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I am a storyteller.

I work deep inside teams with operators (first responders, emergency managers, security professionals, etc.) and technology teams (developers, architects, QA, PMs, etc.) to break down barriers that are causing them to fail. By fail I mean they may fail outright or they may not deliver the magic that they had hoped to.

I do this by telling stories – and listening to stories.

Why stories? Well, I’ve been taught that at the root of it we are all storytellers and that we are hard-wired to listen to stories. It comes out of the pre-writing history when we had no other way to share information – about the hunt and the harvest. We learned where to find food and avoid dangers through our fireside tales. Stories saved our lives.

And in my world – stories continue to save lives. Stories improve lives too.

Fireside Tales

The Economist has an excellent (but geeky) article (Fireside Tales) that suggests sitting around a fire may have literally re-wired our brains to listen to stories. I love it.

Stories are how we communicate, not reports and spreadsheets (but pictures of cats help!). This is one of the reasons why my Technology In OPS framework has Stories at the centre of it. They are that critical.

It’s also a reason that I created my recent training video and podcast episode – Stories vs. Requirements.

Think about all of the times that you have had to tell someone something – perhaps a lesson learned, a new problem that came up, or just a funny moment. How did you do it? Not through reports and slides – you told a story.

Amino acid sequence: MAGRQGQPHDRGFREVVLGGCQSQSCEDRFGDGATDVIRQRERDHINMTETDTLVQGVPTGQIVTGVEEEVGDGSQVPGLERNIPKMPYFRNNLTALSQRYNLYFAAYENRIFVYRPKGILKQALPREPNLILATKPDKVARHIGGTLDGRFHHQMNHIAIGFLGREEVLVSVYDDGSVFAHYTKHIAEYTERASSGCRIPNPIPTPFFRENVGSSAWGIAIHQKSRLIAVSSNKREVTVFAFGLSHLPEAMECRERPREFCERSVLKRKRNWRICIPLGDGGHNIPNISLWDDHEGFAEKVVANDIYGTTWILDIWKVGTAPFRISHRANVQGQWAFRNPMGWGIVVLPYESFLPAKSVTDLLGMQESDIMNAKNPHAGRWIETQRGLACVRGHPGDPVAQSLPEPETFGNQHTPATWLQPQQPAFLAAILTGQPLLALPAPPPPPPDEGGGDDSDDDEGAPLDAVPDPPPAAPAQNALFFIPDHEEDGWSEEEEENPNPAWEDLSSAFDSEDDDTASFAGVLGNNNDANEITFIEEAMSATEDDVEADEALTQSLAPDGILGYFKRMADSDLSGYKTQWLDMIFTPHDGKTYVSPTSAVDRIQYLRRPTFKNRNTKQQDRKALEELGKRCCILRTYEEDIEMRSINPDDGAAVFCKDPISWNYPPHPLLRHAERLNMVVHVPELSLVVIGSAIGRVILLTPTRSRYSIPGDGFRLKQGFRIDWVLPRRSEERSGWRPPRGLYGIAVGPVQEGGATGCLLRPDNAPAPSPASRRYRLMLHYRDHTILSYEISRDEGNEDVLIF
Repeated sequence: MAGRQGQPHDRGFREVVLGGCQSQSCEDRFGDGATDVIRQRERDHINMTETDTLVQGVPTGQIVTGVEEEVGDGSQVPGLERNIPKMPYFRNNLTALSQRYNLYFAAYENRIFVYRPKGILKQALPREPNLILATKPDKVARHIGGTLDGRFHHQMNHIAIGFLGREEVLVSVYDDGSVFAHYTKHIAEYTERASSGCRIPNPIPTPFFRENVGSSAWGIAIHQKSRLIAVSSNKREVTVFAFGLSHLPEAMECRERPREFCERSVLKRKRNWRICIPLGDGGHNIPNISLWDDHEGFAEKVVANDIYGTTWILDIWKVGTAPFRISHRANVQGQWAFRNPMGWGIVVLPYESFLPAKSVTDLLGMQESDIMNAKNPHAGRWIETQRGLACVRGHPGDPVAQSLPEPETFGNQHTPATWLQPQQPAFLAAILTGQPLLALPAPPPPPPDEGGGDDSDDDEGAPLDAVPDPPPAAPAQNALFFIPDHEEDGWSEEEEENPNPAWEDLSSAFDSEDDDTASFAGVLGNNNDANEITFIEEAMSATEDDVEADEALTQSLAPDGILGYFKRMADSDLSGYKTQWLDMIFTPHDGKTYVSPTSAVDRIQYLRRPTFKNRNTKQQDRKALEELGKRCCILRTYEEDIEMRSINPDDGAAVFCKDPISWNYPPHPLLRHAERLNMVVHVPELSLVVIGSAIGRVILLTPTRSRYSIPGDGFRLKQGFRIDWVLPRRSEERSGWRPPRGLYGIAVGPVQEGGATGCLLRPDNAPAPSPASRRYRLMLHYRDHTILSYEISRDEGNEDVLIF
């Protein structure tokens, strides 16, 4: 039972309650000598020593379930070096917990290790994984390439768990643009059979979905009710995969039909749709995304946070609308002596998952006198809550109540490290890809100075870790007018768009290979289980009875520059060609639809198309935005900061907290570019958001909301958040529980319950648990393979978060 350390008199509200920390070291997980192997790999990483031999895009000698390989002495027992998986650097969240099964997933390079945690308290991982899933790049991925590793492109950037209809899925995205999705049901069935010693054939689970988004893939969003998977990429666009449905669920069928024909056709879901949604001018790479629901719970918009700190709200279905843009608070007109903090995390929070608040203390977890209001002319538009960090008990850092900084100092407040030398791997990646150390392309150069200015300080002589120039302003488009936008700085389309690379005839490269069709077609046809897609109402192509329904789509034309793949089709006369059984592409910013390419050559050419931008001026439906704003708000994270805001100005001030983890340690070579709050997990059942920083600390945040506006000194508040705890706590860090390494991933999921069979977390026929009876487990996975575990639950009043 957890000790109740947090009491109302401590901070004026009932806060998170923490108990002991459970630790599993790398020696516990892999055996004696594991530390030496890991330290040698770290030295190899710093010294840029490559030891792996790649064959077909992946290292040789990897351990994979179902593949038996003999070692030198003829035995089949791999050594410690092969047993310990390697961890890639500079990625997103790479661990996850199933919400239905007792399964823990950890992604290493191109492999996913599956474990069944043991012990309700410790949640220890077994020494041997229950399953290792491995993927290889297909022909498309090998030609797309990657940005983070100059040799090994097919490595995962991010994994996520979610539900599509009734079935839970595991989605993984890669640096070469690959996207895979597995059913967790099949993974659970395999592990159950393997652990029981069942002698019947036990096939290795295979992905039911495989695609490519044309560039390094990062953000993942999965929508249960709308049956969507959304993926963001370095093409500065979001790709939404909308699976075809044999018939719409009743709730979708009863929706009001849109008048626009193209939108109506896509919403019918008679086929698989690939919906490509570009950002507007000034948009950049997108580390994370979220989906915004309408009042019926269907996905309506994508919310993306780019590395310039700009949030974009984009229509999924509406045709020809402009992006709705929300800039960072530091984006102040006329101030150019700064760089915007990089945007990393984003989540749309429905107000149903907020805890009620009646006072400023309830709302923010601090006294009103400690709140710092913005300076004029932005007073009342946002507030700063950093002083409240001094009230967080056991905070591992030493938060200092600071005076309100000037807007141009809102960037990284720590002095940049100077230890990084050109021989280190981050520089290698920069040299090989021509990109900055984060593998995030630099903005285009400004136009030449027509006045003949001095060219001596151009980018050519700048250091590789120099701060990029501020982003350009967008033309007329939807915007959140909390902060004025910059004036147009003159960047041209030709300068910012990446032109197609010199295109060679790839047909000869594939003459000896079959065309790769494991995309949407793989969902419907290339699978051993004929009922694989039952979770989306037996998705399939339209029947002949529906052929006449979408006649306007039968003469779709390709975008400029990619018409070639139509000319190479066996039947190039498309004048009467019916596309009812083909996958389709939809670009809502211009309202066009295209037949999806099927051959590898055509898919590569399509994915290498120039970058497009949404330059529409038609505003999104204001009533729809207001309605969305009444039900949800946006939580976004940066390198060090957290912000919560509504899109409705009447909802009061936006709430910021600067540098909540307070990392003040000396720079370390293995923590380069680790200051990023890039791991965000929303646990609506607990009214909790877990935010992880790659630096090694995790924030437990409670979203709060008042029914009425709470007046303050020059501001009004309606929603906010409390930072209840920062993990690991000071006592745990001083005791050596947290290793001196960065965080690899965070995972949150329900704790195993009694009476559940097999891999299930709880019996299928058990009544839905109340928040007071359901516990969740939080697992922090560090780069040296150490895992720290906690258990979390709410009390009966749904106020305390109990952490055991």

How did you become an expert in your field? You certainly learned many of your own lessons but you most likely learned from the stories (the fireside tales) ┬áthat others told you so you didn’t have to learn the hard way.

It is hard-wired into us. When we hear a story, we involuntarily become part of that story. Our brain puts us into the story, whether we like it or not. That’s how we learn. Well, it’s one of many ways – but this one is powerful.

If you aren’t telling stories – how are you (not) communicating?

We don’t have to tell them as fireside tales, but then again, anyone that has told stories around a campfire knows how long they stick in your memory.

Leave a comment below if you can share with our audience. My blog and Technology In OPS are all about getting first responders and technology teams working together more effectively. Your input (stories!) help with that!

 

I trust you enjoyed this post. I have many like it and would be happy to share them with you regularly.

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Reach out with ideas and questions.

cheers,

Darrell